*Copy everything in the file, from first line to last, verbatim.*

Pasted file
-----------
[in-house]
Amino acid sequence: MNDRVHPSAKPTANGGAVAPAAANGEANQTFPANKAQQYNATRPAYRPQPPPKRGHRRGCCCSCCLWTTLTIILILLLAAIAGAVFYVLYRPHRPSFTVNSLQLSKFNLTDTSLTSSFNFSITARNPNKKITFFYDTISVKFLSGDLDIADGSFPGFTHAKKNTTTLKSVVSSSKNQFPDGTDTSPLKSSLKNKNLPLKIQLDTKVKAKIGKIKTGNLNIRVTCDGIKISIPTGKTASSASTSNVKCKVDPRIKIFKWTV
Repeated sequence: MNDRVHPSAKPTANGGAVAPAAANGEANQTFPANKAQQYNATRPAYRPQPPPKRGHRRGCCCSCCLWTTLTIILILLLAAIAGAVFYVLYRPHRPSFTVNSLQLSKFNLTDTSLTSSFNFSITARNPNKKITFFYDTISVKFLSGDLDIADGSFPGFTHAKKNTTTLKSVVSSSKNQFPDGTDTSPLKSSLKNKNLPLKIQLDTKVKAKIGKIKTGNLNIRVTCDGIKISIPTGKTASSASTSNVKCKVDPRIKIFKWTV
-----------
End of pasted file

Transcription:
[in-house]
Amino acid sequence: MNDRVHPSAKPTANGGAVAPAAANGEANQTFPANKAQQYNATRPAYRPQPPPKRGHRRGCCCSCCLWTTLTIILILLLAAIAGAVFYVLYRPHRPSFTVNSLQLSKFNLTDTSLTSSFNFSITARNPNKKITFFYDTISVKFLSGDLDIADGSFPGFTHAKKNTTTLKSVVSSSKNQFPDGTDTSPLKSSLKNKNLPLKIQLDTKVKAKIGKIKTGNLNIRVTCDGIKISIPTGKTASSASTSNVKCKVDPRIKIFKWTV
Repeated sequence: MNDRVHPSAKPTANGGAVAPAAANGEANQTFPANKAQQYNATRPAYRPQPPPKRGHRRGCCCSCCLWTTLTIILILLLAAIAGAVFYVLYRPHRPSFTVNSLQLSKFNLTDTSLTSSFNFSITARNPNKKITFFYDTISVKFLSGDLDIADGSFPGFTHAKKNTTTLKSVVSSSKNQFPDGTDTSPLKSSLKNKNLPLKIQLDTKVKAKIGKIKTGNLNIRVTCDGIKISIPTGKTASSASTSNVKCKVDPRIKIFKWTV